Mom was digging in her purse for a hairbrush as I drove her down the highway to a friend’s party. Always fastidious about her appearance, she didn’t want a single hair out of place before she arrived. But as she rummaged through the black purse with the double leather straps, she came up empty-handed.
“I can’t seem to find it,” she said, looking bewildered.
Then I asked her for a stick of gum. I could always count on bumming some Juicy Fruit from her. She rummaged through her purse for a few moments, then suddenly stopped and looked at me earnestly.
“I just know there should be some gum in here,” she said. But none turned up.
The contents of mom’s purse started to dwindle following her diagnosis.
Eyeliner, rouge and the rest of her makeup were now stored in the bathroom closet at home. Dad was in charge of mom’s appearance, and dutifully made her up for church or before a doctor’s appointment. The purse had no lipstick for the quick touch-ups mom always loved to do before a social engagement.
She had always carried tissues in her purse to dab away excess make-up or to dry a tear during a sad movie. No longer. I wondered what could be left. With mom’s permission, I peeked inside to find the solitary item, her billfold.
Once, it held family photos, her library card, a department store charge card and change for the pay phone and parking meter and candy for us kids. But now, in the little plastic window where the driver’s license would have been located, was a handwritten note from dad:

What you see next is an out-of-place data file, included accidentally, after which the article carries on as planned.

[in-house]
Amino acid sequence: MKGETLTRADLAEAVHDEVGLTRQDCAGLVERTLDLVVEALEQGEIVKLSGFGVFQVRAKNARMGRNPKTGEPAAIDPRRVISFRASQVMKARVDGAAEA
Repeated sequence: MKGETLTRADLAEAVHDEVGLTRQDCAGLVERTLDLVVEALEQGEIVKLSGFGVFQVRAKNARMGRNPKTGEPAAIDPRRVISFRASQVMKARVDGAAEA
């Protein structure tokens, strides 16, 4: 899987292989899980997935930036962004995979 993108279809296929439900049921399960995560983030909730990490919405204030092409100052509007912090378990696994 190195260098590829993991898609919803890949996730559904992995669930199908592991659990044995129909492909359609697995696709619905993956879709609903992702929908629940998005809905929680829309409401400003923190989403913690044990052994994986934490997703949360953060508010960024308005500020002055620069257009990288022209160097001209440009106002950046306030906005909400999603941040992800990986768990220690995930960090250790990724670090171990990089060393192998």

“My name is Frances Isler Cooper. I have Alzheimer’s. If found, please call Harry Cooper at 282-6067.”
Ron is author of “Fran’s Song: My Mother’s Triumph over Alzheimer’s.”
OMG, that was so sweet. His loving care for her to the very end. ?
Jo Frye http://blogs.courier-journal.com/author.jofrye/ email@example.com
Yes, Jo, my dad was very loving and attentive. Thanks for your comment!
Wow, Ron, that hits hard. Makes me think back to having to take my mom and dad’s licenses and their medicare cards, so they wouldn’t lose them. Their identity stripped.
Jean, you are so right. As you said so poignantly, “Their identity stripped.” It’s heart-breaking.
Heart-wrenching for sure, Ron. I only hope that somewhere your mother is reading your posts and knowing how wonderful your relationship was.
Thanks, Melissa. I believe she’s smiling down om me now!